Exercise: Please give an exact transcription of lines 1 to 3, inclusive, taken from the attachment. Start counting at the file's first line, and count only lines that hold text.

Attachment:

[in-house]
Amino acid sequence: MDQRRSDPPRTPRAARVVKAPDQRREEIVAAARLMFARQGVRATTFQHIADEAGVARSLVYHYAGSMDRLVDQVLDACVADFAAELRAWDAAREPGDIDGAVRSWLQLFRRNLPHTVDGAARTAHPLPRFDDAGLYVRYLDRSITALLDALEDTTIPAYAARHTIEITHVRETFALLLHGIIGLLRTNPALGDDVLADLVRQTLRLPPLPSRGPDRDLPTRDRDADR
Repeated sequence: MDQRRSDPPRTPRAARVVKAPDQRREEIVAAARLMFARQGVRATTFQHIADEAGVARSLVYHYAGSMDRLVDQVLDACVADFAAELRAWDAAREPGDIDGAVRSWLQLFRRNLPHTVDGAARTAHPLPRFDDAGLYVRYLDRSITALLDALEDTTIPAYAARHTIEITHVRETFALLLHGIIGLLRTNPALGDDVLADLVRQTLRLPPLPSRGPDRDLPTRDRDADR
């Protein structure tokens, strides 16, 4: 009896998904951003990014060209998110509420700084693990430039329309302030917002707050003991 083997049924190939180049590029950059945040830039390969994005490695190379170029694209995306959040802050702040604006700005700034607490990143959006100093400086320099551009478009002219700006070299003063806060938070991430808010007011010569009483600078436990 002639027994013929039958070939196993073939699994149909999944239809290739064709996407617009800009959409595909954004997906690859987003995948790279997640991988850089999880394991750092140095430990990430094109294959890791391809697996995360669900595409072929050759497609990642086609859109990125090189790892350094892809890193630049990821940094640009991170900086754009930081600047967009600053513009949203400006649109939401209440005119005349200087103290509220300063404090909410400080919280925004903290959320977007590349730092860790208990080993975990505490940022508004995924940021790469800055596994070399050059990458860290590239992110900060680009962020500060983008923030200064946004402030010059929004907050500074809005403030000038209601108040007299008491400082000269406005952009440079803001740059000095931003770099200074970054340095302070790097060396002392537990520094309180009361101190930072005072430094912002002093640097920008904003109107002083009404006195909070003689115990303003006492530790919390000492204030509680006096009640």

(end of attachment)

[in-house]
Amino acid sequence: MDQRRSDPPRTPRAARVVKAPDQRREEIVAAARLMFARQGVRATTFQHIADEAGVARSLVYHYAGSMDRLVDQVLDACVADFAAELRAWDAAREPGDIDGAVRSWLQLFRRNLPHTVDGAARTAHPLPRFDDAGLYVRYLDRSITALLDALEDTTIPAYAARHTIEITHVRETFALLLHGIIGLLRTNPALGDDVLADLVRQTLRLPPLPSRGPDRDLPTRDRDADR
Repeated sequence: MDQRRSDPPRTPRAARVVKAPDQRREEIVAAARLMFARQGVRATTFQHIADEAGVARSLVYHYAGSMDRLVDQVLDACVADFAAELRAWDAAREPGDIDGAVRSWLQLFRRNLPHTVDGAARTAHPLPRFDDAGLYVRYLDRSITALLDALEDTTIPAYAARHTIEITHVRETFALLLHGIIGLLRTNPALGDDVLADLVRQTLRLPPLPSRGPDRDLPTRDRDADR